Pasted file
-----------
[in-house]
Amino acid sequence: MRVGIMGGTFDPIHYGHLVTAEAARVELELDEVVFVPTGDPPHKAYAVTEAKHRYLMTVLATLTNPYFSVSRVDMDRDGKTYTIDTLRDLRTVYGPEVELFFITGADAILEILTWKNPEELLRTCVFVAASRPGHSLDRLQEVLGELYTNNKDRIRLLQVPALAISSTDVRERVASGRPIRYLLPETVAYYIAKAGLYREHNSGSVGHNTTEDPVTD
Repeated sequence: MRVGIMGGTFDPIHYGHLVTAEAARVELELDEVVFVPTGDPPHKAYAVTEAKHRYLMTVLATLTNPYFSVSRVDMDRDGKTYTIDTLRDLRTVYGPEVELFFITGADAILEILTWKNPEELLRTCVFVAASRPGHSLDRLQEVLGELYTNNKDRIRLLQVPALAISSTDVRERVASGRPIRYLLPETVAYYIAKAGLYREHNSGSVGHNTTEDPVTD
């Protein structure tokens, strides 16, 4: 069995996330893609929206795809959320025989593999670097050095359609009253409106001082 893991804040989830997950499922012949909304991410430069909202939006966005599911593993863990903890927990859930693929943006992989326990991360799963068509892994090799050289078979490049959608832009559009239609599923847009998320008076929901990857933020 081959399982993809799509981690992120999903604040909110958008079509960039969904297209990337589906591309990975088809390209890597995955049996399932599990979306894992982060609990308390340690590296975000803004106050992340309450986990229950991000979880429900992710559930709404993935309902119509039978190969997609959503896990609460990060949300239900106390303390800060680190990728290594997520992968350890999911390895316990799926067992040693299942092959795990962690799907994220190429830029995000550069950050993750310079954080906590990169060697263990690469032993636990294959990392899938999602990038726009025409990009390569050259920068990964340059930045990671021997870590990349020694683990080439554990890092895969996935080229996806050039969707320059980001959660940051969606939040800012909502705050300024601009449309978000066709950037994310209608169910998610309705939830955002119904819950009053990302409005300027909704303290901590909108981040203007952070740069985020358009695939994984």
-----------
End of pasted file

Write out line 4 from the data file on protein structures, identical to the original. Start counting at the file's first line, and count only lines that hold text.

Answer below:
């Protein structure tokens, strides 16, 4: 069995996330893609929206795809959320025989593999670097050095359609009253409106001082 893991804040989830997950499922012949909304991410430069909202939006966005599911593993863990903890927990859930693929943006992989326990991360799963068509892994090799050289078979490049959608832009559009239609599923847009998320008076929901990857933020 081959399982993809799509981690992120999903604040909110958008079509960039969904297209990337589906591309990975088809390209890597995955049996399932599990979306894992982060609990308390340690590296975000803004106050992340309450986990229950991000979880429900992710559930709404993935309902119509039978190969997609959503896990609460990060949300239900106390303390800060680190990728290594997520992968350890999911390895316990799926067992040693299942092959795990962690799907994220190429830029995000550069950050993750310079954080906590990169060697263990690469032993636990294959990392899938999602990038726009025409990009390569050259920068990964340059930045990671021997870590990349020694683990080439554990890092895969996935080229996806050039969707320059980001959660940051969606939040800012909502705050300024601009449309978000066709950037994310209608169910998610309705939830955002119904819950009053990302409005300027909704303290901590909108981040203007952070740069985020358009695939994984």